I am aware as I write these words that I am feeling a little apprehensive about sharing something personal and profound about being self-aware. I have recently become a fan of the book, The Places That Scare You by Pema Chodron. In the book she describes a practice known as Tonglen, which activates loving-kindness and compassion for one’s self and others. What I like about this mindfulness practice is that it supports working through that which is painful and unwanted by allowing one to completely open the heart and mind to whatever arises. It increases an individual’s capacity for growth and transformation by increasing self-awareness.
Why am I talking about Tonglen in relationship to self-awareness? In my personal work with transformation I have found that often when I get stuck it is related to my fears. Fear that I can’t do or say what needs doing or saying. Fear that I will fail publicly. Fear that I have chosen the wrong path. Fear that people won’t like what I have to offer. In this very moment I am afraid that I don’t have just the right words to describe what causes one to get stuck, much less how to get unstuck.
Being able to see ourselves objectively requires that we love ourselves unconditionally. Self-awareness and making conscious choices and decisions grow proportionately with our ability to be okay with our own imperfections. It is a matter of trusting and opening to the possibilities rather than hiding from the fear of not being good enough or blaming our circumstances on others. We must own all of ourselves to be able to fully express and use our talents and gifts. Tonglen is one vehicle to face-up to what is unwanted or that which we resist, and practice loving-kindness and compassion.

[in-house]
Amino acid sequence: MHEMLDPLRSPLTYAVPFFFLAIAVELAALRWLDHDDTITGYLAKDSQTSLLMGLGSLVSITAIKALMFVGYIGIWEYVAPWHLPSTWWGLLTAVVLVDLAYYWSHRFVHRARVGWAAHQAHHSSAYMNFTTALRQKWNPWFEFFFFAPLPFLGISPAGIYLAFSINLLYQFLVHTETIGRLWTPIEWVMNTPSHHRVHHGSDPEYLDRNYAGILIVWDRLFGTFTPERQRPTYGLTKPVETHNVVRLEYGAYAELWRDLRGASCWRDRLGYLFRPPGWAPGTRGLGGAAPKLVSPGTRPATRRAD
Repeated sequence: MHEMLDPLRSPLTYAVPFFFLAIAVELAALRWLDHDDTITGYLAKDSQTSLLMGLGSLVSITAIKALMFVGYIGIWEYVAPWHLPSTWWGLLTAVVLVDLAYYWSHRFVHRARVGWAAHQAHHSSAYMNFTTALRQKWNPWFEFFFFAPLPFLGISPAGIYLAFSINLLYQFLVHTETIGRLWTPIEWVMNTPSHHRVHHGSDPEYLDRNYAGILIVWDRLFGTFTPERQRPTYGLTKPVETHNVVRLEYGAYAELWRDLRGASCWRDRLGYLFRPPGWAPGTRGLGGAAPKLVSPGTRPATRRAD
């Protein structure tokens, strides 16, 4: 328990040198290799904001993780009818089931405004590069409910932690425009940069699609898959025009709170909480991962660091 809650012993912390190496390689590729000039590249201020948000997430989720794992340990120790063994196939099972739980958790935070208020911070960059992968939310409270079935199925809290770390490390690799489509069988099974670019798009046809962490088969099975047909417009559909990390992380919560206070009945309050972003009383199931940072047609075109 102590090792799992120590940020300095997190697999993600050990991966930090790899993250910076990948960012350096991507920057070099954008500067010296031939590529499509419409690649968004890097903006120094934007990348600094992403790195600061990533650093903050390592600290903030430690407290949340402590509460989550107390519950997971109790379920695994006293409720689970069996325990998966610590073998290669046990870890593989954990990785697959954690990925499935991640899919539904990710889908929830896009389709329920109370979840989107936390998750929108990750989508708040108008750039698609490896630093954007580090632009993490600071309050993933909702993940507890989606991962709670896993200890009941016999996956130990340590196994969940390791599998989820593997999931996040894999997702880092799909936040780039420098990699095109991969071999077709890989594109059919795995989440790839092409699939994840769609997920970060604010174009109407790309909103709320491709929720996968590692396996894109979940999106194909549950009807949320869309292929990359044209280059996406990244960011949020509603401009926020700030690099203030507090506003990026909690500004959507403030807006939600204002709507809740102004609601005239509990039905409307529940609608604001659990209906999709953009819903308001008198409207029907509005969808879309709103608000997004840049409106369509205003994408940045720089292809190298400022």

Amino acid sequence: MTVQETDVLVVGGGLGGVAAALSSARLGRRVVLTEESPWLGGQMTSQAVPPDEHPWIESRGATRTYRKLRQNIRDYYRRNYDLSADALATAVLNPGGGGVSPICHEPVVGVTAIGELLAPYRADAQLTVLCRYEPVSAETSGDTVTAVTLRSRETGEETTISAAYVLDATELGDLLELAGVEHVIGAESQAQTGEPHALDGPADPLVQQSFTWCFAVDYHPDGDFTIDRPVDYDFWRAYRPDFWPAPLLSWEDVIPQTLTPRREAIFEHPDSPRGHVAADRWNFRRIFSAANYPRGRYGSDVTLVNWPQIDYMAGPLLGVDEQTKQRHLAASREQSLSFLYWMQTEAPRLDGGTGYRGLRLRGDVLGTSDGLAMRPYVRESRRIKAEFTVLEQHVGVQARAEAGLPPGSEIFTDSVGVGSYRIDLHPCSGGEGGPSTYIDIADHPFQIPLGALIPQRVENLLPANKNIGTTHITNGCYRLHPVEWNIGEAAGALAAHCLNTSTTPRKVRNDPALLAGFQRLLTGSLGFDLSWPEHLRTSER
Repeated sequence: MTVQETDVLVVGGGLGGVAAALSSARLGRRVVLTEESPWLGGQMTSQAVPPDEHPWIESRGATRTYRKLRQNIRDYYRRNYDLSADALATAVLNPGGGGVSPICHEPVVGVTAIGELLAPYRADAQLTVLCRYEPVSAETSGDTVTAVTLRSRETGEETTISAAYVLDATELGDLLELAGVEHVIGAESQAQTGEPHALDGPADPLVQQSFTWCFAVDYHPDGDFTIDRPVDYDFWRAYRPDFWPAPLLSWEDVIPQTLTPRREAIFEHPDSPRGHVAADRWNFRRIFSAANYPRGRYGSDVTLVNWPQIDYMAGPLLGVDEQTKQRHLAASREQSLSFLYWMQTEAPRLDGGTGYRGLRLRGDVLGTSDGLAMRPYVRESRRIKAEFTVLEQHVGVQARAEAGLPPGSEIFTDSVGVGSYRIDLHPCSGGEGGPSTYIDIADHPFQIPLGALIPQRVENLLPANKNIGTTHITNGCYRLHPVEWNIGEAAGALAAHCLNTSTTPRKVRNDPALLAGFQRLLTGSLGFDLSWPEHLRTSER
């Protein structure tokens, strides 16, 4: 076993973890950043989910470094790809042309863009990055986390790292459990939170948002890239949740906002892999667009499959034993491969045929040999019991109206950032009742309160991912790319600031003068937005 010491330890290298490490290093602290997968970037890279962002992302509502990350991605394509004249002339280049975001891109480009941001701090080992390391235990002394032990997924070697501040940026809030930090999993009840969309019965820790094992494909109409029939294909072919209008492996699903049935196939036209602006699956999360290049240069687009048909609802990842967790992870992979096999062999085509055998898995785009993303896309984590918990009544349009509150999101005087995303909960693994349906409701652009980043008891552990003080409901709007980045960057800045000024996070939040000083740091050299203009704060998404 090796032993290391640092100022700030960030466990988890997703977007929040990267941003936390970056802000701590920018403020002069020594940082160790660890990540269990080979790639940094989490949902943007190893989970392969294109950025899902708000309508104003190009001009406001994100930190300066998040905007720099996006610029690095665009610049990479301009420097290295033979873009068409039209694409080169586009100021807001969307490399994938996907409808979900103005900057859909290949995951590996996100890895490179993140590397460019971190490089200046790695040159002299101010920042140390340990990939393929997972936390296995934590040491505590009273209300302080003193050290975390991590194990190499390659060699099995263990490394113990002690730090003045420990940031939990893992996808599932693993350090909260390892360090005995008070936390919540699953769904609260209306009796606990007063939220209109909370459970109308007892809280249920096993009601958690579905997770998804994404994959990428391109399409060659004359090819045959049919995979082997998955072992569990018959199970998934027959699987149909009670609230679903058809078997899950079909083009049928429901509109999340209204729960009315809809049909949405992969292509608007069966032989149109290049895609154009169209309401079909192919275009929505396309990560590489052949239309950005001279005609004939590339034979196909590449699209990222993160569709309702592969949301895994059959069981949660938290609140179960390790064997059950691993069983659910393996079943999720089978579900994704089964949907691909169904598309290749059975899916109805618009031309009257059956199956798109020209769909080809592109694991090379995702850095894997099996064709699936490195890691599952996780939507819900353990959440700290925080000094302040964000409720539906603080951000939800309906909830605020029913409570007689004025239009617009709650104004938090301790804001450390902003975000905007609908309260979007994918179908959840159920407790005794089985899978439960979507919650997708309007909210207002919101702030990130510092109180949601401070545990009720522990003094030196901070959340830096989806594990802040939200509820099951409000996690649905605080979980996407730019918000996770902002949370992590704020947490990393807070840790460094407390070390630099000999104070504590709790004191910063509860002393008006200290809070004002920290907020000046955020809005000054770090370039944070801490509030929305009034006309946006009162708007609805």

In Tonglen there are four stages. The first stage is recognizing the struggle and allowing a moment of stillness and openness. I have to catch myself and buy myself a moment instead of finding a quick escape route. I catch myself by paying close attention to my physical body. Like most people, I feel fear in a variety of places. For example, sometimes my stomach feels queasy, my chest feels tight, or my jaw tightens up and I catch my breath. Begin to notice your physical reactions and open yourself up to what is happening without judgment. Next, during stage two, we begin visualizing and working with the raw energy, so rather than run from it or fight it we let ourselves experience it. For me, this energy often feels claustrophobic, as if the air is thick and heavy. I know it seems counter intuitive to choose to experience the heaviness. Yet, giving yourself a moment to deepen the awareness of what you are feeling is the gateway to understanding. In the third stage, we practice breathing in to accept that which is unwanted followed by a breath out to let go and feel a sense of relief that we can be more open to the unwanted. Finally, in the last stage, we incorporate others who struggle with the same challenge knowing that we are expanding awareness for all who struggle.
I have found this practice to be profoundly helpful. There are new courses being taught in universities as part of the leadership content on mindfulness practices.